No, we still won't recognise Libya's rebels, says Zuma
The African Union has expressed support for “the Libyan people”, but stopped short of acknowledging the rebel National Transitional Council as Libya’s legitimate government.
South Africa’s President Jacob Zuma said the AU could not recognise the rebel council while there was still fighting in Libya.
“If there is fighting, there is fighting. So we can’t stand here and say this is the legitimate [government] now. The process is fluid. That’s part of what we inform countries—whether there is an authority to recognise,” Zuma told reporters after the meeting of the AU’s emergency Peace and Security Council meeting on Friday in Addis Ababa.
At least 20 African states within the 54-member AU have individually recognised the NTC as Libya’s legitimate government.
“According to the tally we’ve been keeping, 20 African countries have recognised the NTC as the government,” an AU official, who declined to be named, told Reuters.
Nigeria, Rwanda and Ethiopia, where the AU is headquartered, were among several member states who had been lobbying the organisation to recognise the NTC, officials said.
Of the 15-member council, only the presidents from Djibouti, Uganda and South Africa were at the meeting.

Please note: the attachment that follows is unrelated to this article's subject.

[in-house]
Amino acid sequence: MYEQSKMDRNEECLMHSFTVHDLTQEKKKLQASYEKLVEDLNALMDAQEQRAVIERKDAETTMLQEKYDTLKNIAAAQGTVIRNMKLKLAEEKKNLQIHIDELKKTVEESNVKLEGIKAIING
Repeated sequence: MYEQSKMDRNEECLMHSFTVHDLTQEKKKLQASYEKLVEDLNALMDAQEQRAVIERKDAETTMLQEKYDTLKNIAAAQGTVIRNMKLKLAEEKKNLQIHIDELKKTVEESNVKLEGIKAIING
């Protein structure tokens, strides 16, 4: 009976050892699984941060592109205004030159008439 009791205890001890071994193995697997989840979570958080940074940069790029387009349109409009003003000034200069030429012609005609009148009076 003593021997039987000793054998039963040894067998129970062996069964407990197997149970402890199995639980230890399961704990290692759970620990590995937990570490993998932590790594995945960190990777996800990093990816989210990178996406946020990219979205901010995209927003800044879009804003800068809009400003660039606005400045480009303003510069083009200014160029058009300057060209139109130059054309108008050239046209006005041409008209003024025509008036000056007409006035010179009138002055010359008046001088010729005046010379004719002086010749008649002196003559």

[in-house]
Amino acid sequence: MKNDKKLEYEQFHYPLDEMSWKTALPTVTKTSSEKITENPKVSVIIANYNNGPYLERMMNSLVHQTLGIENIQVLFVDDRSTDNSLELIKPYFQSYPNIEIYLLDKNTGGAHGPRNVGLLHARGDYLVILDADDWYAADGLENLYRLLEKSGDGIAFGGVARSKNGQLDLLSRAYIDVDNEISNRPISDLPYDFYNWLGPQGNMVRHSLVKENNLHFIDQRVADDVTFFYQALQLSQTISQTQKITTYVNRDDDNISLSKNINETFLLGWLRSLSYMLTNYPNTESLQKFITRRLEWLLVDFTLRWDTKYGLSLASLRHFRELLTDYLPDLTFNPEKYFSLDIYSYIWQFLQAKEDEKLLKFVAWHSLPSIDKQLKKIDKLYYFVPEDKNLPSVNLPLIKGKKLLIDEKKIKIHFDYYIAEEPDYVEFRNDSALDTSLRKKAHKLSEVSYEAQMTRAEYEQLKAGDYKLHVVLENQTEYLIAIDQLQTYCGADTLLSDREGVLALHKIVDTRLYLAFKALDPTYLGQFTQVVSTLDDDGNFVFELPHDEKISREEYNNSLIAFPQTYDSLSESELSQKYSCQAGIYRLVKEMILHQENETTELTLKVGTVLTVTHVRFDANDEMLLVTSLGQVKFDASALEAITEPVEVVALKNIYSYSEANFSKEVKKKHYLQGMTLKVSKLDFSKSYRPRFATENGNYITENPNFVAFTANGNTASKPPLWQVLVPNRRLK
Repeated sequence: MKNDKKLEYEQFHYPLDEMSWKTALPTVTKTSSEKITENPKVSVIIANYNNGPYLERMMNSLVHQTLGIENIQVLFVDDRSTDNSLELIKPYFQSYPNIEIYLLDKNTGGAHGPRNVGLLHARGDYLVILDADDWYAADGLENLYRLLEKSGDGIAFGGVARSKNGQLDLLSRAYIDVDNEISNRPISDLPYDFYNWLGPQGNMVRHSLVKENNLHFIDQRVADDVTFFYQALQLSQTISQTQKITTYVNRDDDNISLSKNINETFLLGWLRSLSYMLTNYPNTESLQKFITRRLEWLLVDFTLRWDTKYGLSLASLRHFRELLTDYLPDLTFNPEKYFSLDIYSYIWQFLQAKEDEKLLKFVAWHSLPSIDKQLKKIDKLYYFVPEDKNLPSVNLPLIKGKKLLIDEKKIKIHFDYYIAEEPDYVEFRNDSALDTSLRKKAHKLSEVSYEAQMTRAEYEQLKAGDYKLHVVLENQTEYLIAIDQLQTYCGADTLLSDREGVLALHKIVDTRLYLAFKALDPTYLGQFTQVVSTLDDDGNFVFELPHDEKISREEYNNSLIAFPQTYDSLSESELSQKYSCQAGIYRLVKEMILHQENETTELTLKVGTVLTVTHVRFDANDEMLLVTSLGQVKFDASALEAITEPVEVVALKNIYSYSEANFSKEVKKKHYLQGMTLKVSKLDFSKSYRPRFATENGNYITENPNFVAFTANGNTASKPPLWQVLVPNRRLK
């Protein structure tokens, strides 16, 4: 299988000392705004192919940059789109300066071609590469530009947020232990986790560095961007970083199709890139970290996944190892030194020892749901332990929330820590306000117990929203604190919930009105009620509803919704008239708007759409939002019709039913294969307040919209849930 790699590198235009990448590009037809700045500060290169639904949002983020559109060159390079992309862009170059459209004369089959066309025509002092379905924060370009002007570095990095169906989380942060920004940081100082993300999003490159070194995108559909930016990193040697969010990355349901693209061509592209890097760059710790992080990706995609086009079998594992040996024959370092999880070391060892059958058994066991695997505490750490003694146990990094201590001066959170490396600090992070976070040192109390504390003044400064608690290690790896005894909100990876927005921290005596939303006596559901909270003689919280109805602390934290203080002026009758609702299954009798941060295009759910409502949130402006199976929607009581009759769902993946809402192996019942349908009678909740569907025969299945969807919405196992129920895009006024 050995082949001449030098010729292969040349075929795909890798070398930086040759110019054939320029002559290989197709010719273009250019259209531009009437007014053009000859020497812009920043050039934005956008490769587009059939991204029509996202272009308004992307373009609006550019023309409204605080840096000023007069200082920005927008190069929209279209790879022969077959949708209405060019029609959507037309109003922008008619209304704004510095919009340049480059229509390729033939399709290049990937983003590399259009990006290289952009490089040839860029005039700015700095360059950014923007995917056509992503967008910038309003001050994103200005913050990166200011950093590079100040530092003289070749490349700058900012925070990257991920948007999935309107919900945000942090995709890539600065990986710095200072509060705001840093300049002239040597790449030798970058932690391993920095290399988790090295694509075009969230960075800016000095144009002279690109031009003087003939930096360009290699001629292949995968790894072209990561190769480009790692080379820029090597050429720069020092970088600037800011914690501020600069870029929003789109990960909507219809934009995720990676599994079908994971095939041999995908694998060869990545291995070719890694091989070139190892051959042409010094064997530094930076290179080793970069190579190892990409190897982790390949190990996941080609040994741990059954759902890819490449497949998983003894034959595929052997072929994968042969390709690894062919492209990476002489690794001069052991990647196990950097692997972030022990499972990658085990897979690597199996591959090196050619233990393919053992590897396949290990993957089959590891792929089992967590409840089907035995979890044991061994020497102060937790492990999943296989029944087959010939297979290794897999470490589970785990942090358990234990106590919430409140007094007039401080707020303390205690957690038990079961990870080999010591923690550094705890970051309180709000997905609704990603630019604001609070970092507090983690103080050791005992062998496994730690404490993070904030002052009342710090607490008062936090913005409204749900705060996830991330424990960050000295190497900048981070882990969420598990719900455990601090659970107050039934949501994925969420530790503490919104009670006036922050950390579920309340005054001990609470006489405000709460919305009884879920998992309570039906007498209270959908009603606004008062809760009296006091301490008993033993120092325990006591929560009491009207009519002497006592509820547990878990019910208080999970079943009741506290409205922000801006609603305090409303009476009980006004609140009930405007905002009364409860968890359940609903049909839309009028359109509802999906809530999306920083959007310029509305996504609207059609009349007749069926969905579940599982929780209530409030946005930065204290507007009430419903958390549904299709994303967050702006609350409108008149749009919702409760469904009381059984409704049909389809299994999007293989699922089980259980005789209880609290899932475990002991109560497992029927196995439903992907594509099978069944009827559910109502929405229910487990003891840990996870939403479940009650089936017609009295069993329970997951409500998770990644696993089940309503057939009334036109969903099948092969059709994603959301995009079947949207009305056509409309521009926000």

The AU has, however, urged support for an “inclusive” transition.
After the AU’s commissioner for peace and security, Ramtane Lamamra, said the council had called for the formation of “an inclusive transitional government, the establishment of a constitutional and legislative framework for the democratic transformation of Libya as well as for support towards the organisation of elections and a national reconciliation process”.
Friends and favours
The AU has opposed the Nato air raids against Gaddafi and repeatedly called for dialogue between the Libyan leader and the rebels, but its efforts have largely been ignored by the rebels and the Western countries involved in the Nato air strike campaign against Gaddafi regime targets.
“The AU peace and security council is weighted with countries who have backed Gaddafi in the past or owe him favours. They will not recognise the NTC,” one senior Western diplomat told Reuters.
Officials at the talks said the 15-member council was split almost in half between countries that have recognised the NTC and countries who have not. The council takes in Zimbabwe, Kenya, Equatorial Guinea, Nigeria, Libya, Namibia, South Africa, Djibouti, Rwanda, Burundi, Chad Benin, Côte d’Ivoire, Mali and Mauritania.
The NTC announced on Friday they would move their leadership from the eastern city of Benghazi to Tripoli, where they still face resistance from die-hard regime loyalists.
Gaddafi’s whereabouts however remain unknown despite an intensive search by rebel forces, and on Thursday he broadcast a new audio message calling on the populace to take up arms.—AFP, Reuters, Staff Reporter
Libyan leader Muammar Gaddafi’s four-decade cling to power appears to be in increasing jeopardy as anti-government protesters grow more impatient. For more news click here.